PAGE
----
Tuesday, 21 July 2009

Installing Oracle Forms 11

In this post I will describe the process of installing Forms 11g. In this previous post: Download Oracle Forms 11g Software I described where the software could be downloaded.
After extracting the two downloaded files ..disk1_1of2 and ..disk1_2of2 I got 4 (;-)) disk directories (disk1, disk2, disk3 and disk4).

I doubleclicked the setup.exe in the root of the disk1 folder. The following splash screen popped up:

After a while the following screen pops-up:

The interface of the installatation of Oracle Forms (and Reports and Discoverer) has signifantly changed. Step 1 out of 16….

Before proceeding make sure you have installed the web logic server. I installed Jdeveloper 11g before so I already had the weblogic server installed.
The oc4j that I used for running Oracle Forms 10g on my laptop is no longer supported. The same goes for Oracle Jinitiator: No longer supported. Instead off that you have to use the sun java plugin (also owned by Oracle now).

Choose the correct installation type.

Checking prerequisites….

Choose the Oracle Middleware location. This is where I installed the middleware home of Jdeveloper 11g

Choose the correct components. I want to install Oracle Forms and Reports including the correct server components.

And after accepting the defaults in the following steps I finally could choose [Finish] and the installation starts.

After half an hour of installation I reached 100%, but I was not able to push the [Finish] button. What is happening? In the left window I see that after the installation process the configuration process should start. But all I see is Setup Completed. After staring some minutes to the screen I suddenly see that the 100% progress decreases to 97%???>

The installer installs a Oneoff patch which probably was downloaded before from the internet. This is new, in earlier versions you could install Oracle Forms without having a connection to the internet. You had to monitor metalink to see if there any patches and had to install them separately. I am wondering if there is an option in Forms Builder to check for updates, like there is in Jdeveloper!

After installing the OneOff Patch the configuration is started.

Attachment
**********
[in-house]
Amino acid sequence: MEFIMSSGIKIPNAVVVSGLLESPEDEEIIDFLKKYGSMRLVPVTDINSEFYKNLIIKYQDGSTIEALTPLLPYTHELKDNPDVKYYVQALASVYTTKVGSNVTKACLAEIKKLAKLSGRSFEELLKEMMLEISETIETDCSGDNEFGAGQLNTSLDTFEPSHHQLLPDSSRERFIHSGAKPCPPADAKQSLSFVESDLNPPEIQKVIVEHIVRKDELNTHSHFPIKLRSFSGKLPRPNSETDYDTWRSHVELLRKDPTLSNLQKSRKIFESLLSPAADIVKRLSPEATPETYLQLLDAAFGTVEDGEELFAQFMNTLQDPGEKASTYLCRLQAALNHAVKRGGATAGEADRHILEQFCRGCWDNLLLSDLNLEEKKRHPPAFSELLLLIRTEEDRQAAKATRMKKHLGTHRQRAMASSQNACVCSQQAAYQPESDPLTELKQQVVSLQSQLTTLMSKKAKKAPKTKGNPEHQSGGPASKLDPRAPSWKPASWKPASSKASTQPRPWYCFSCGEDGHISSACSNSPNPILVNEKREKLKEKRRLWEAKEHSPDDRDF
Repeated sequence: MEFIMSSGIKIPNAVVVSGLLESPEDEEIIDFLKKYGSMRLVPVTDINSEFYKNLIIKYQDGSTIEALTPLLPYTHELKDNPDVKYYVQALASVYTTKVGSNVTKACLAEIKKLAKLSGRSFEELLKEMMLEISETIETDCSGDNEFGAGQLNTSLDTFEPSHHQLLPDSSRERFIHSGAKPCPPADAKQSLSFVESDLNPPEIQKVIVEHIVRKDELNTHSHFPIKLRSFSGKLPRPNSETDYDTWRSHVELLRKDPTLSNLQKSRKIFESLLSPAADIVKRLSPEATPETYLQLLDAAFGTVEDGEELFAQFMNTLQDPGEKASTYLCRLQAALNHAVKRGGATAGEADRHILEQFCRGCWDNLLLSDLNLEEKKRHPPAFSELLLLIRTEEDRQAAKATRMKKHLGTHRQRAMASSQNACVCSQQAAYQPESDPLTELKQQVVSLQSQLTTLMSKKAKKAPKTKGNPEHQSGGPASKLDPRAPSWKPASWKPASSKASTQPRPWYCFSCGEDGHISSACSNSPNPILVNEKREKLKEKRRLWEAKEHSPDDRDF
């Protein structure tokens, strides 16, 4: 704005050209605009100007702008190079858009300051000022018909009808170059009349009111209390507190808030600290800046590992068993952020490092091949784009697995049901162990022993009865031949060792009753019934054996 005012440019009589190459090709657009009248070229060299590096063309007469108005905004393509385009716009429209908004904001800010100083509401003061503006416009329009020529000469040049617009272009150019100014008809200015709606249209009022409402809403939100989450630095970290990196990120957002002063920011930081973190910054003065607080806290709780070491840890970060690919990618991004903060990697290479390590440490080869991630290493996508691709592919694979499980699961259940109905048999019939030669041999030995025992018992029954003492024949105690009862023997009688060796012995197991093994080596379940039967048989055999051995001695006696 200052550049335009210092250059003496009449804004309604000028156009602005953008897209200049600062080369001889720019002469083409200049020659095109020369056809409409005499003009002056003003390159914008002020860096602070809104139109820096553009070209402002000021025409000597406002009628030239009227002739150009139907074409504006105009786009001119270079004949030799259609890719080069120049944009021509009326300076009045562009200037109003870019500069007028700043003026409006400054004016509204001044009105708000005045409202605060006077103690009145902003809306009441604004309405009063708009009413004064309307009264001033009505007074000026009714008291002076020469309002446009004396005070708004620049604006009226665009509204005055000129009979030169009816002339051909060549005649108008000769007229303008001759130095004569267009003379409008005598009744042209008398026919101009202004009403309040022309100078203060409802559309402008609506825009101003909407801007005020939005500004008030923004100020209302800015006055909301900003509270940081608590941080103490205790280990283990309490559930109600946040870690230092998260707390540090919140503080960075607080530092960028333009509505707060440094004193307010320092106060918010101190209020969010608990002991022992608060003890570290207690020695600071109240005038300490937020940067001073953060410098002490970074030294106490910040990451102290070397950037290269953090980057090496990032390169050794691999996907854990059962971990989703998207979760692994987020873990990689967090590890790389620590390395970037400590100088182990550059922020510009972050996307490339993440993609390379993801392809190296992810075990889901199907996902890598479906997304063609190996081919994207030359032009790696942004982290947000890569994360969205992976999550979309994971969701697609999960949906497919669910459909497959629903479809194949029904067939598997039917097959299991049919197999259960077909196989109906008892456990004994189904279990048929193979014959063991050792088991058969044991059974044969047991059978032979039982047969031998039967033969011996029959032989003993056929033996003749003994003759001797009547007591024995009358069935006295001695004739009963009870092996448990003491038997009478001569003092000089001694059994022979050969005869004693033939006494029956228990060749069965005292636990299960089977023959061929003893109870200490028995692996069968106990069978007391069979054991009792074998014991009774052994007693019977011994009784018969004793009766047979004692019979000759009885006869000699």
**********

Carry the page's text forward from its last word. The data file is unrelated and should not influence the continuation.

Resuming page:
After 90 minutes the installation is finished. Let’s see if I can start forms builder. In the start menu it is listed under Oracle Classic instance. (on OTN it is called traditional.....)

And it works.

Unfortunately I see no option check for updates.

Monday, 20 July 2009

Oracle Thin JDBC with tnsnames

Today I had to change my java project in a way that it uses Tnsnames for database resolving instead of a jdbc-url.

I googled around and found my answer here. This solution works with the jdbc-drivers from Oracle 10.2 onwards.

The solution basically is that you set the java system property "TNS_ADMIN". This can be done in two ways:
  1. By giving it as a java command line paramater: -Doracle.net.tns_admin=<tns_admin_home> eg.-Doracle.net.tns_admin=c:\\oracle\\OracleXE\\app\\oracle\\product\\10.2.0\\server\\NETWORK\\ADMIN
  2. Or setting from the code with the statement: System.setProperty("oracle.net.tns_admin", "<tns_admin_home>");

Example for the second option:
public final static String ORA_NET_TNS_ADMIN = "oracle.net.tns_admin";
// fetch tnsAdmin from a property file. Here hard-coded as an example:
public String tnsAdmin = "c:\\oracle\\OracleXE\\app\\oracle\\product\\10.2.0\\server\\NETWORK\\ADMIN";
For an XE database for example the jdbc-url will be: jdbc:oracle:thin:@xe

The TNS_ADMIN property has to be set with the location/folder where the tnsnames.ora can be found. Not with the full-path to the tnsnames.ora.
I tried this with the database drivers from jdeveloper10.1.3.4 (ojdbc14.jar). But apparently they are from the 10.1 era. It does work with the one delivered with SqlDeveloper 1.5.x (ojdbc5.jar).

Thursday, 16 July 2009

Download Oracle Forms 11g Software

This day I decided to install Oracle Forms 11G on my laptop. First step:
Download the software. Usually this is the easiest part. Just go to otn
go to Developer Tools and choose traditional tools.

Following a few links I got to the following page:

So far so good. Normally I would get suspicious (Fusion Middleware??) but the phrase (contains forms 11.1.1.) gave me confidence.
Next page:

Now I was confused. In my opnion Oracle Forms is a development tool, but the For Development section says: Jdeveloper+ADF. Where can I download Oracle Forms? As there was only one valid option (forms is not for deployment ?) I decided to download and install

Oracle JDeveloper 11g Rel 1 ( (JDeveloper + ADF)

After download and install I got exactly what Oracle said I would get: Jdeveloper + ADF. No Oracle Forms. (Afterwards this was ok, I had not installed Jdeveloper11g yet)